The unpopular Leopold III was eventually forced to abdicate, with Baudouin becoming King of the Belgians. At just 21, despite his new status, he was sad and alone. Not only was he affected by his past; he was under the glaring eye of the press, which was eager to publish things like an exclusive on a non-existing upcoming royal wedding — or worse still, to shamelessly accuse him of sordid adventures.
Although Fabiola’s early childhood seems like a fairytale, her adolescence wasn’t easy. She was the sixth of seven children and lived in a sumptuous palace in Madrid, where the King of Spain loved to come and play bridge with her parents and admire their newly acquired masterpieces, such as paintings by Watteau and Fragonard, among others. They frequently held exclusive concerts in their home, welcoming Madrid’s high society. The young Fabiola had an artistic, literary and musical education, but it was also essentially Christian, geared toward prayer and helping others. Every evening the parents, children, and servants gathered together in prayer, until the day when the Spanish Popular Front was formed and the ensuing civil war forced the whole family into exile in Switzerland. An adolescent Fabiola was able to continue her studies, and despite the adversity, was able to share her joie de vivre with all those around her.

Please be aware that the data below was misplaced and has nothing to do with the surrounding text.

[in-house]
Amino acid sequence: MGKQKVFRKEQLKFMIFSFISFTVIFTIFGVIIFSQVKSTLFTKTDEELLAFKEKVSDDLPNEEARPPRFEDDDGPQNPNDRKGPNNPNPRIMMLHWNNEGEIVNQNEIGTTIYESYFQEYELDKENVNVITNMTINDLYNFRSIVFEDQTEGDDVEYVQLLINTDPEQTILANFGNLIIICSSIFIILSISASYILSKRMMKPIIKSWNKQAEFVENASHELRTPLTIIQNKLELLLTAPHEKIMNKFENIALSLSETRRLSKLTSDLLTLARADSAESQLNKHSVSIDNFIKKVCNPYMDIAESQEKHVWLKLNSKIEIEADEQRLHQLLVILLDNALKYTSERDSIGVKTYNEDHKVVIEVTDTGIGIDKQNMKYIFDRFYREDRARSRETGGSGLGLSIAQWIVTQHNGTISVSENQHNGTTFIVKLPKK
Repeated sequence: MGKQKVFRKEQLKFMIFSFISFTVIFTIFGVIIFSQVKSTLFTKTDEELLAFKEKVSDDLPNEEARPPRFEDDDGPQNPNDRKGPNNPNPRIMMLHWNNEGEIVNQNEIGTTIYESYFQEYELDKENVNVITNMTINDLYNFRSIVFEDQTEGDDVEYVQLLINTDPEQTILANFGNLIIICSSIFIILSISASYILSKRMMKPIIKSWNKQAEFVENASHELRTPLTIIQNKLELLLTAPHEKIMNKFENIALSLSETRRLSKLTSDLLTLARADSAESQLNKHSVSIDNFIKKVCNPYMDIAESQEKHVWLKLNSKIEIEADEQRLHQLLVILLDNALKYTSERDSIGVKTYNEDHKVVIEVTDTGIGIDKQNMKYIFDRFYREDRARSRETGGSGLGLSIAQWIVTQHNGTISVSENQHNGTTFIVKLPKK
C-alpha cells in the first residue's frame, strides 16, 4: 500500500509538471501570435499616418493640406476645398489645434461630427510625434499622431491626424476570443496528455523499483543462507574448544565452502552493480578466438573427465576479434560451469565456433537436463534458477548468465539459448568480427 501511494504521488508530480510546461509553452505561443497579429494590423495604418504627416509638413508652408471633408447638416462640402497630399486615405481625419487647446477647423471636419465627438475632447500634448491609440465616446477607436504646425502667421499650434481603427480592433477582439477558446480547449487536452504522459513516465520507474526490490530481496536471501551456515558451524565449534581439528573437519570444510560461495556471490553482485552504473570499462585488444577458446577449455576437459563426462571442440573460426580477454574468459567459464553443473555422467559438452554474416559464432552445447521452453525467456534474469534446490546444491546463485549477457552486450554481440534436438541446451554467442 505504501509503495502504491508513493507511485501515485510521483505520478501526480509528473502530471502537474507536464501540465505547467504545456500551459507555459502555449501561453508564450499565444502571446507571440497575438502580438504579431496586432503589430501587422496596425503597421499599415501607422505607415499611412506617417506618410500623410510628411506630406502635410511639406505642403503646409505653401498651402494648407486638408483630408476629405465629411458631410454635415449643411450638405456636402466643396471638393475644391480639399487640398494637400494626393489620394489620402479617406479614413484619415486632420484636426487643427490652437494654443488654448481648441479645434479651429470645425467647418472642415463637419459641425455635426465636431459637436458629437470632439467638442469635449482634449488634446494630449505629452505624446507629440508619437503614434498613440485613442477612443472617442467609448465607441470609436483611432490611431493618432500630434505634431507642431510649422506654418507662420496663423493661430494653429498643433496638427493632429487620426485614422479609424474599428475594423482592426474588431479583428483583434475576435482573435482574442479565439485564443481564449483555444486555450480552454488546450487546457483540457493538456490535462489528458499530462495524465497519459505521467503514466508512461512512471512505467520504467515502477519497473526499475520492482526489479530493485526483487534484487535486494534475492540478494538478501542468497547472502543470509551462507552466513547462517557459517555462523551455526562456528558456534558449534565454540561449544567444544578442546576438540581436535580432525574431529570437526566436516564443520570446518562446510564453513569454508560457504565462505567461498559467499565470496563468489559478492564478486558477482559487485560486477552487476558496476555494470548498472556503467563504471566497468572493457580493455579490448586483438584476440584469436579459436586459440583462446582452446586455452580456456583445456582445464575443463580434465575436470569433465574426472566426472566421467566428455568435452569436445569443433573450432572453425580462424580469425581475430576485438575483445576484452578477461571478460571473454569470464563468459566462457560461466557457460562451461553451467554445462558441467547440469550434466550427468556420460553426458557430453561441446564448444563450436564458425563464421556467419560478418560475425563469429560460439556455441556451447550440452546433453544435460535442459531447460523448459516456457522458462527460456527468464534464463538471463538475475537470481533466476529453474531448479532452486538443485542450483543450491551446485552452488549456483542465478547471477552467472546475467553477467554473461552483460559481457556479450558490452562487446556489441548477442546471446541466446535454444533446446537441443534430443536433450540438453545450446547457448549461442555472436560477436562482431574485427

Joys and hardships
You might wonder how a king living in Brussels and a young woman so attached to her native city of Madrid could meet up under such unusual conditions and get married. It’s a story so unexpected that we’d find difficult to believe had it not been told by Cardinal Suenens, Archbishop of Mechelen-Brussel, with supporting documents. The cardinal, then a bishop, had recruited an Irish nun, Sister Veronica O’Brien, to be a matchmaker for the young king. Sister O’Brien in turn, through a recommendation, recruited a young nurse from an aristocratic Spanish family to help her in the search. The young woman was none other than Fabiola, who soon was recognized as the ideal match: aristocratic and a devout Catholic. Thus began a magnificent love story lived under God’s gaze.